LDR Brachytherapy: A minimally invasive curative treatment with excellent oncological and functional outcomes
The Central European Journal of Urology (CEJU) published a study in September 2018 titled: Low-dose-rate brachytherapy as a minimally invasive curative treatment for localised prostate cancer has excellent oncological and functional outcomes: a retrospective analysis from a single centre.
Prostate cancer is the second most commonly diagnosed cancer in men but research* shows that only half of men treated are fully aware of all of the treatment options available to them. The CEJU study explores brachytherapy as a viable option in the treatment of prostate cancer. The study analysed the oncological and functional outcomes in patients after being treated with brachytherapy for localised prostate cancer.
The study observed 201 patients who underwent brachytherapy between April 2006 and September 2017. All patients were treated by the same two Urologists, who performed disease risk stratification by using the EAU and National Institue for Health Care and Excellence Guidelines. Patients were analysed and monitored regularly throughout the study for their prostate-specific antigen (PSA) levels, tumour stages, Gleason scores, and positive biopsies. As well as their prostate volumes, dosimetric parameters, and urinary symptoms were all noted.
Each patient underwent follow-up consultations every 3 months during the first year, every 6 months during the second and third and yearly during further follow up, of which PSA level was noted and patients were actively asked for their possible adverse symptoms of genitourinary and gastroenterological radiotoxicity.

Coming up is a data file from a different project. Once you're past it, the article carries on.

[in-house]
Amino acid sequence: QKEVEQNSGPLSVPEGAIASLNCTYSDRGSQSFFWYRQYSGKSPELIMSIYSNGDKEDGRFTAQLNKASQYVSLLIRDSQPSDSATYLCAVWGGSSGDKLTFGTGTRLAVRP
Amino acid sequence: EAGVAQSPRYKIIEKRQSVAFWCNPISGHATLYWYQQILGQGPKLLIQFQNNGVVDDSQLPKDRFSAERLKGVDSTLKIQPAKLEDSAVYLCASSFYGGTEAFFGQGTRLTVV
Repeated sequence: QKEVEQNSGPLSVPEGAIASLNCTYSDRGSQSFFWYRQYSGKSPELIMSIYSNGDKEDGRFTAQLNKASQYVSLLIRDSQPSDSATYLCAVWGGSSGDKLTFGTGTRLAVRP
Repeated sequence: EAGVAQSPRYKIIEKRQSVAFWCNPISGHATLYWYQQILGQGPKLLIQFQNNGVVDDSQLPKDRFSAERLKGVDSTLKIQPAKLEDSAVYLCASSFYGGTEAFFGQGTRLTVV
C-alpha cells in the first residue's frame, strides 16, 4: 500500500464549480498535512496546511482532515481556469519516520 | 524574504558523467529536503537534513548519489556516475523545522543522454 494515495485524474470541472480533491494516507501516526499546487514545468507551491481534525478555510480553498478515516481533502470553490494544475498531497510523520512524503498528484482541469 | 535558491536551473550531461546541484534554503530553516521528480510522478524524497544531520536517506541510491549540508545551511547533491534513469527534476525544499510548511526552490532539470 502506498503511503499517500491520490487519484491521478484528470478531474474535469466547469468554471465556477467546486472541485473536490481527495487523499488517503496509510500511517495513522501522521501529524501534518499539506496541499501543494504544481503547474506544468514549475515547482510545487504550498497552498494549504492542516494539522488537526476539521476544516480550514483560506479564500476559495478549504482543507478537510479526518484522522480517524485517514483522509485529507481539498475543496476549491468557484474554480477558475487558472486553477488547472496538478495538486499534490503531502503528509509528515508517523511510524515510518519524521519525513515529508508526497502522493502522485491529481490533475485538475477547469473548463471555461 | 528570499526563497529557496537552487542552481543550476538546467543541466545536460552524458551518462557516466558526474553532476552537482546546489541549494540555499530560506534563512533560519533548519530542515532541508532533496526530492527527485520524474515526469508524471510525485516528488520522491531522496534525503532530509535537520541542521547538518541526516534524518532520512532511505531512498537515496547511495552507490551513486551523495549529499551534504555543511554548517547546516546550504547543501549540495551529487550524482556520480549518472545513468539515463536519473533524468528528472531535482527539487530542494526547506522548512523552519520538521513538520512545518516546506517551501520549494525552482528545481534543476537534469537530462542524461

Out of the 201 patients,159 had under three years of oncological and functional follow up and of these relevant patients included in the statistical analysis. The results showed a significant, persistent decline in PSA levels (p <0.0001): the mean PSA was 1.2 ng/ml after 6 months, 1.1 ng/ml after 1 year, and 0.49 ng/ml after 3 years. Only 9 patients had tumour recurrence (3 patients with Gleason score 6 and 6 patients with Gleason score 7).
After receiving treatment, the patients underwent oncological follow-up, during the first 9 months Important obstructive and irritative complaints were most pronounced and after 18 months of follow up, this decreased strongly.
Studies like this and Ascende RT, provide further evidence and information that can help clinicians and health care commissioners determine the best treatments to offer patients with prostate cancer. Data collated by the CEJU proved that LDR brachytherapy has excellent oncological outcomes with limited functional inconveniences, showing that it is a safe and effective method for the treatment of low-risk localised prostate cancer.
The study is extremely valuable in highlighting a need for a change in clinical practice so that men with this type of disease get access to a treatment that gives them a better chance of being free of disease in the long term with better quality of life outcomes.
* Survey of 250 men carried out by BXTAccelyon